And that's a marketplace solution. They all cry about regulations. This isn't regulatory. This is the market saying we don't support this.
Do those kinds of efforts work?
It's difficult. I have tried it with some success, and some "not success." It depends on the individual at the head of the corporation in question. It depends on who's on the board. It depends on what other trouble there is for that corporation at that moment.
But in the end, they tend to look at the dollars first, and make a calculation. They look at the income from the sponsorship versus the cost of the public relations hit, and then proceed accordingly.
At Augusta National, for instance, despite what Hootie Johnson said, sponsors pulled out. They allowed him to say that he had dropped them, but they were in touch with me and I know that several walked away.
Then it all blows over, and many of them come back. Coca-Cola was a prominent one that did not return. But several others did.
If Madison Square Garden said they wanted to do better, what kinds of changes would you like to see?
There's something that, in legal circles, they call programmatic reform. It's a process for training accountability, letting everyone know what's happening, and setting up whistle-blower and ombudsman programs. The training is the main thing. And then, if there are reports of trouble, you need the whistleblower protected from being fired or marginalized, and swift action in response.
The bottom line is that people know what they can get away with, because they know what they have been getting away with. For example, if players knew they would lose their job if they got into a fight in a bar, there would be a lot less of that. It's the same thing here. If people know they won't get in trouble for mistreating women, you're essentially giving them permission to do so.
And this kind of program wouldn't cost more than a drop in the bucket.
Recently there was a big Morgan Stanley settlement. It was $46 million in a class action laws
uit. There was a $7.5 million component for programmatic relief. It will shape their policies, set up new procedures, and ultimately change how they think about women.
Is there reason to believe that program will work?
It can. The best indicator is whether or not the behavior that started it all happens again.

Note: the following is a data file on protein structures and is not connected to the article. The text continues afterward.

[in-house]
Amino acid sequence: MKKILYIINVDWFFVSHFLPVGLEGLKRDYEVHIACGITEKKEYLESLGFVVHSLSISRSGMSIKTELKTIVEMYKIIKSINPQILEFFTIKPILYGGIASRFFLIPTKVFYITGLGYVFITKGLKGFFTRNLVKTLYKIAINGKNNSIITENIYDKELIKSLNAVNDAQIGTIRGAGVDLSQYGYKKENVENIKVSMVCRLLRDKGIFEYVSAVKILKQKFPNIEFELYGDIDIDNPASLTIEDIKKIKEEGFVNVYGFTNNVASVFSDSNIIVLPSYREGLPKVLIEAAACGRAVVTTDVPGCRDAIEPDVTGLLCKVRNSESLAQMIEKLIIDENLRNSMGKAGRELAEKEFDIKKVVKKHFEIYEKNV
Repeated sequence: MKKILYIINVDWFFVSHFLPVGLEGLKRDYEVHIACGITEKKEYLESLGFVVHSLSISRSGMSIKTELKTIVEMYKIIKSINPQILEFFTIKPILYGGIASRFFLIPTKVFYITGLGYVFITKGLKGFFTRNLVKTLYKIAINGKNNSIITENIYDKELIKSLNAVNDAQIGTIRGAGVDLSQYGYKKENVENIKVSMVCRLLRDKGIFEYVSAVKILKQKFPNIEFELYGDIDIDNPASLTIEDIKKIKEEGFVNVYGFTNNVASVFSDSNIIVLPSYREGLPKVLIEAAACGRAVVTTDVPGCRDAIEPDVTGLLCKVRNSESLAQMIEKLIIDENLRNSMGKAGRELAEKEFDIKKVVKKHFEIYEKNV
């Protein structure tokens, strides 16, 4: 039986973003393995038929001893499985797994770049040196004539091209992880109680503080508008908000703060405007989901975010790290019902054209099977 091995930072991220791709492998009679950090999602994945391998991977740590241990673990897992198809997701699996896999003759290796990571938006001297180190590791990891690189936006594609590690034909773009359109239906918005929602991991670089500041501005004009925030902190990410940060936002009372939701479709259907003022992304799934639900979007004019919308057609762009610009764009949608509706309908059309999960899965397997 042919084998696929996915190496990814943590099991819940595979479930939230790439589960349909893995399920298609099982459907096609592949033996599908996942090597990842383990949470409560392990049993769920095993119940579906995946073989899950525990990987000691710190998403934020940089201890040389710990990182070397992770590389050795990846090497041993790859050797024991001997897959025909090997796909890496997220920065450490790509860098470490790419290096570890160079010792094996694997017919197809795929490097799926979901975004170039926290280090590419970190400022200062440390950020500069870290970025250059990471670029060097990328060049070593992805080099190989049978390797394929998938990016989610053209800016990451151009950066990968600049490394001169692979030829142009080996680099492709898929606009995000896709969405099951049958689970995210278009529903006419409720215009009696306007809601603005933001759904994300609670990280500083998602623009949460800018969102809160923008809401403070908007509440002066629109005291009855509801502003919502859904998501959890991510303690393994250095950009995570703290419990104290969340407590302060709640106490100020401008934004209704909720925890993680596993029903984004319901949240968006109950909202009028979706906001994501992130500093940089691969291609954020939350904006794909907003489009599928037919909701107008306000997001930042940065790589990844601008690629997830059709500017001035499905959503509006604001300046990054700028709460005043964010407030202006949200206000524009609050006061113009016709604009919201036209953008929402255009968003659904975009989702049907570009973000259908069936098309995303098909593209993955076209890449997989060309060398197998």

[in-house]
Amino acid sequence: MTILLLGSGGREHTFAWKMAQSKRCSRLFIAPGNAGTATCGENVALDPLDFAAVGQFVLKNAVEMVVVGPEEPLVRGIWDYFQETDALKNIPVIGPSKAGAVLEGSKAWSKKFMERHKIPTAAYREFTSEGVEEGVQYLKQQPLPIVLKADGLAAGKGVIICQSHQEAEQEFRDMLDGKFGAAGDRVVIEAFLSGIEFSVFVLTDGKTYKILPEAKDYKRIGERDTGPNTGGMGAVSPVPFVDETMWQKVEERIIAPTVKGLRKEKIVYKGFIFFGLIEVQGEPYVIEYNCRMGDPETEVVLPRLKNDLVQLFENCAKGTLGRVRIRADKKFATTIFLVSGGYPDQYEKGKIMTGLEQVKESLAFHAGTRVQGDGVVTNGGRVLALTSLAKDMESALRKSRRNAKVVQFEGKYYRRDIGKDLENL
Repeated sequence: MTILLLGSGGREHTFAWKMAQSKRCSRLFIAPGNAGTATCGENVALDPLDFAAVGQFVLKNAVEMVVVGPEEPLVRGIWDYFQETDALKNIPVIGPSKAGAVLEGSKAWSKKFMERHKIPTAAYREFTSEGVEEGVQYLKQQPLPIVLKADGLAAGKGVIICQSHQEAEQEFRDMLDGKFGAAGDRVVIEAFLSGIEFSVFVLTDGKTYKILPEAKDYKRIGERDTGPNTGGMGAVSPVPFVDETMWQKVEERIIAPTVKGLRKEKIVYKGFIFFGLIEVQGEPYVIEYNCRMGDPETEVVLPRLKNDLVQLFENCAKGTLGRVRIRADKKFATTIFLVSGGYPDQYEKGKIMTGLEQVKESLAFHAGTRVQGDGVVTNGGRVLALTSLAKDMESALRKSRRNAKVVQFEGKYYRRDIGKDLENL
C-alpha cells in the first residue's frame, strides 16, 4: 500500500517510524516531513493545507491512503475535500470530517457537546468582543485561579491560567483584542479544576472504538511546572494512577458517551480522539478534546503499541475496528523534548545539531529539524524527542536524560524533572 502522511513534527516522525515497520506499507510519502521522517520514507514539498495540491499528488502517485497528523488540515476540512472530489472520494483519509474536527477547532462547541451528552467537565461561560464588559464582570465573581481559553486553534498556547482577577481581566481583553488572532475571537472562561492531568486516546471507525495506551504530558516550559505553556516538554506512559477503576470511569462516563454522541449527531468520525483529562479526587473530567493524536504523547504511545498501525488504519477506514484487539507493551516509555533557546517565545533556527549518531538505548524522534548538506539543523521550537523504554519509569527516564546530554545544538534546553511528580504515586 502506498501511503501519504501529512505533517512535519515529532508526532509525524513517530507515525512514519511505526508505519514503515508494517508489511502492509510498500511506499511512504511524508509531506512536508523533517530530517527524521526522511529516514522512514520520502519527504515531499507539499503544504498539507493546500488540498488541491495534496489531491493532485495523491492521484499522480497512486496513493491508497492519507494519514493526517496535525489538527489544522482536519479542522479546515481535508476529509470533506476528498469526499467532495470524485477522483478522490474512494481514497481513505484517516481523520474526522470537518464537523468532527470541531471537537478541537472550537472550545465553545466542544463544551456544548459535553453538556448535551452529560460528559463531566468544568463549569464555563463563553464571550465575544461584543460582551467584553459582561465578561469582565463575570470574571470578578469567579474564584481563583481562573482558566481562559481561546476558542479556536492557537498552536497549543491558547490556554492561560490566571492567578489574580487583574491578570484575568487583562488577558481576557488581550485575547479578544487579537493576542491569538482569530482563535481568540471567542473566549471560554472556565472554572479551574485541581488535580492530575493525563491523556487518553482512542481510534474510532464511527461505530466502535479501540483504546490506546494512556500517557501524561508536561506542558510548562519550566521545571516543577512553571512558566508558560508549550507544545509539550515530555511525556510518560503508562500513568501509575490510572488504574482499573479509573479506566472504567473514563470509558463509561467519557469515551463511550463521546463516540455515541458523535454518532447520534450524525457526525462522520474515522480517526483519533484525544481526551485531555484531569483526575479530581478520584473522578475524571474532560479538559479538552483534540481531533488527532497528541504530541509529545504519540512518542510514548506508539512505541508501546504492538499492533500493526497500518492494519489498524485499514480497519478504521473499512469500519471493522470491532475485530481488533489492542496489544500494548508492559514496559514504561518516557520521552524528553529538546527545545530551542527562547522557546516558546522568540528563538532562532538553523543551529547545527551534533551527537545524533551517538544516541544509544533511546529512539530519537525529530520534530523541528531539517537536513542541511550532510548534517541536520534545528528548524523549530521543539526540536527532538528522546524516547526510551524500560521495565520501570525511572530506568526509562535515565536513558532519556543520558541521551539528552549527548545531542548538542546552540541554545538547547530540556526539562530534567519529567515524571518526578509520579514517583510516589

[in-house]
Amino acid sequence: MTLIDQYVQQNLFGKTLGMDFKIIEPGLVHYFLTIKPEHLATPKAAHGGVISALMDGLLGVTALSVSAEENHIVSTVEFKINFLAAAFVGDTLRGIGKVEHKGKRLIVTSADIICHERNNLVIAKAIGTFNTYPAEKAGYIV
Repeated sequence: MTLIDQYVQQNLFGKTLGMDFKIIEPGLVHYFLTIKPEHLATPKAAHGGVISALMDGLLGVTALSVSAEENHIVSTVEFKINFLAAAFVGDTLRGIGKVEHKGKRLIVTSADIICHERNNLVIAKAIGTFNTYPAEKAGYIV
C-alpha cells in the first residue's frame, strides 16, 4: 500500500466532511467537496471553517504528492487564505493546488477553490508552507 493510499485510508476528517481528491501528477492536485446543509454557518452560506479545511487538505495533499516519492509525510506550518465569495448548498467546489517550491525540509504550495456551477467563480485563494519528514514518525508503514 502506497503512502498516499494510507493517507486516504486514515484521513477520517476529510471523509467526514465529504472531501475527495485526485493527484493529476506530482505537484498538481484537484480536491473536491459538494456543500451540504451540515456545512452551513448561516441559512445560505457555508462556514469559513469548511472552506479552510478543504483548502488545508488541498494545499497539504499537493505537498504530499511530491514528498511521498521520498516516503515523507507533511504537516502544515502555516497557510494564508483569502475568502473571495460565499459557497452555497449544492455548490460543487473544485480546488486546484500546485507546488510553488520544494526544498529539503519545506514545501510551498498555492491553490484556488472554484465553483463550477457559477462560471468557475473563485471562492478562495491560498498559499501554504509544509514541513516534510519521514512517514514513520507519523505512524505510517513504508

The other thing they can do at Madison Square Garden is put more women on the board of directors, and in "direct line" positions. Women have a different sensibility about these things, and kind of breaks up the boy's club, or frat house mentality.
I don't know how closely you keep in touch with the goings on around the NBA, but do you have reason to believe this kind of thing is common around the league?
I have no reason to believe it isn't. And for the reasons I gave earlier -- the culture of sports, and the immunity of athletes -- you have to wonder.
I think I know the answer to this, but just please explain, if you will, exactly why the kind of behavior described in the Isiah Thomas trial is bad.
You're treating someone as a lesser being. It's personally demeaning, and insulting. Every day. You're treated like someone who is there to be used. We see the same thing in racial harassment law suits, where people are objectified, made to feel lesser. You are diminished, and the organization where it's happening is diminished in a different way.
And it generalizes to your view of women outside the workplace. It's like a chicken and egg thing. Some men don't have respect for women as a group. So then individual women are fair game. And the more that happens, the more you see and partake in demeaning women as individuals, the more you lose respect for them as a group.
A lot of male bigwigs in the NBA and at Madison Square Garden presumably have mothers, wives, and daughters, right? Wouldn't that make it hard to sweep women's issues under the rug?
Many men are willing to divorce situations like this from their families and loved ones. They just don't think like that. I think it is possible to be a good husband and father and all that while behaving this way at work, because people are bifurcated. Other women are "them." And then their wives and daughters they see differently.
And until something really meaningful happens -- it costs them their jobs, or it costs so much money that the organization can't tolerate it anymore -- they don't change.
This verdict, in this case, will quite likely be reduced, too. That's what happens in a lot of these kinds of cases.
So, it's a good symbolic victory, but it will probably not be enough to stop this kind of thing from happening again.
(Photo: Joyce Naltchayan/Getty Images)